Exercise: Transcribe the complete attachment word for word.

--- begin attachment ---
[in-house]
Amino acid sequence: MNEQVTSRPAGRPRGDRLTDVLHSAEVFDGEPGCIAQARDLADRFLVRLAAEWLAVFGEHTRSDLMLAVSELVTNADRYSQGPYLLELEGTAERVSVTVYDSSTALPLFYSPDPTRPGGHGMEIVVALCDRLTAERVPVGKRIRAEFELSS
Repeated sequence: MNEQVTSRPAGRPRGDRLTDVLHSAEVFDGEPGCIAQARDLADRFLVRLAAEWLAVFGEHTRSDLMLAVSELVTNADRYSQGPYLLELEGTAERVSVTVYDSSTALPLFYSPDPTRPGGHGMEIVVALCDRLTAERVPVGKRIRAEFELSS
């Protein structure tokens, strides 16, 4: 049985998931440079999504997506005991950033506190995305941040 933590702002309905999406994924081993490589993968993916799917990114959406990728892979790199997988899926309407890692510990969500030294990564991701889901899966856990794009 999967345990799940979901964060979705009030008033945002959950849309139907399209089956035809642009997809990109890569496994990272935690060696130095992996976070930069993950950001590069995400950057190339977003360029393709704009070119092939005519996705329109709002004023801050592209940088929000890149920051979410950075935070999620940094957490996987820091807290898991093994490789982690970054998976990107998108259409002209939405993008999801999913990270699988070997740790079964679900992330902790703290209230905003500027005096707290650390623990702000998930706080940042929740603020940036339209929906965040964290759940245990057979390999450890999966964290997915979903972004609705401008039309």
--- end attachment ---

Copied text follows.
[in-house]
Amino acid sequence: MNEQVTSRPAGRPRGDRLTDVLHSAEVFDGEPGCIAQARDLADRFLVRLAAEWLAVFGEHTRSDLMLAVSELVTNADRYSQGPYLLELEGTAERVSVTVYDSSTALPLFYSPDPTRPGGHGMEIVVALCDRLTAERVPVGKRIRAEFELSS
Repeated sequence: MNEQVTSRPAGRPRGDRLTDVLHSAEVFDGEPGCIAQARDLADRFLVRLAAEWLAVFGEHTRSDLMLAVSELVTNADRYSQGPYLLELEGTAERVSVTVYDSSTALPLFYSPDPTRPGGHGMEIVVALCDRLTAERVPVGKRIRAEFELSS
């Protein structure tokens, strides 16, 4: 049985998931440079999504997506005991950033506190995305941040 933590702002309905999406994924081993490589993968993916799917990114959406990728892979790199997988899926309407890692510990969500030294990564991701889901899966856990794009 999967345990799940979901964060979705009030008033945002959950849309139907399209089956035809642009997809990109890569496994990272935690060696130095992996976070930069993950950001590069995400950057190339977003360029393709704009070119092939005519996705329109709002004023801050592209940088929000890149920051979410950075935070999620940094957490996987820091807290898991093994490789982690970054998976990107998108259409002209939405993008999801999913990270699988070997740790079964679900992330902790703290209230905003500027005096707290650390623990702000998930706080940042929740603020940036339209929906965040964290759940245990057979390999450890999966964290997915979903972004609705401008039309």